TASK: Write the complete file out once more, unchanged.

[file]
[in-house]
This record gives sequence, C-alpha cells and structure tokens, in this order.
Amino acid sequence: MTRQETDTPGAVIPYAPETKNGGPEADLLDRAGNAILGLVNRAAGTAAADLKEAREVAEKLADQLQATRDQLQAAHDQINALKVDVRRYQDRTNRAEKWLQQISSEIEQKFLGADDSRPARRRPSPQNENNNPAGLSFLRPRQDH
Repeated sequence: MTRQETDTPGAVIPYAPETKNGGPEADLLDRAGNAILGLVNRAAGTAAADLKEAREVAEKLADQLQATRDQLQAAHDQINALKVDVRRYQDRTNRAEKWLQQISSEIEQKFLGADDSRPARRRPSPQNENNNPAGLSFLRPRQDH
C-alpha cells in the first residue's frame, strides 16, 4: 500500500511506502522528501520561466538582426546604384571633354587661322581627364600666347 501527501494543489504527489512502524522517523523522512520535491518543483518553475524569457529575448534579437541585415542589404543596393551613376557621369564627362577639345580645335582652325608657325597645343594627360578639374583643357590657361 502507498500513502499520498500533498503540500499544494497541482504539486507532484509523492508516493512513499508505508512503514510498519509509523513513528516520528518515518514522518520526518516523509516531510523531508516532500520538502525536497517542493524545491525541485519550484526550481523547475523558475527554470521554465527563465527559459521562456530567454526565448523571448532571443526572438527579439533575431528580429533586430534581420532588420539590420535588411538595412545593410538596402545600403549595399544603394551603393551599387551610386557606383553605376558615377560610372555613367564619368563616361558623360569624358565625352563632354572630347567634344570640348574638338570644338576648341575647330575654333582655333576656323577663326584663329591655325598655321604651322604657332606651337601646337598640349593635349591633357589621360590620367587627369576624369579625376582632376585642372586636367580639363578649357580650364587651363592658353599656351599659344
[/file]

[in-house]
This record gives sequence, C-alpha cells and structure tokens, in this order.
Amino acid sequence: MTRQETDTPGAVIPYAPETKNGGPEADLLDRAGNAILGLVNRAAGTAAADLKEAREVAEKLADQLQATRDQLQAAHDQINALKVDVRRYQDRTNRAEKWLQQISSEIEQKFLGADDSRPARRRPSPQNENNNPAGLSFLRPRQDH
Repeated sequence: MTRQETDTPGAVIPYAPETKNGGPEADLLDRAGNAILGLVNRAAGTAAADLKEAREVAEKLADQLQATRDQLQAAHDQINALKVDVRRYQDRTNRAEKWLQQISSEIEQKFLGADDSRPARRRPSPQNENNNPAGLSFLRPRQDH
C-alpha cells in the first residue's frame, strides 16, 4: 500500500511506502522528501520561466538582426546604384571633354587661322581627364600666347 501527501494543489504527489512502524522517523523522512520535491518543483518553475524569457529575448534579437541585415542589404543596393551613376557621369564627362577639345580645335582652325608657325597645343594627360578639374583643357590657361 502507498500513502499520498500533498503540500499544494497541482504539486507532484509523492508516493512513499508505508512503514510498519509509523513513528516520528518515518514522518520526518516523509516531510523531508516532500520538502525536497517542493524545491525541485519550484526550481523547475523558475527554470521554465527563465527559459521562456530567454526565448523571448532571443526572438527579439533575431528580429533586430534581420532588420539590420535588411538595412545593410538596402545600403549595399544603394551603393551599387551610386557606383553605376558615377560610372555613367564619368563616361558623360569624358565625352563632354572630347567634344570640348574638338570644338576648341575647330575654333582655333576656323577663326584663329591655325598655321604651322604657332606651337601646337598640349593635349591633357589621360590620367587627369576624369579625376582632376585642372586636367580639363578649357580650364587651363592658353599656351599659344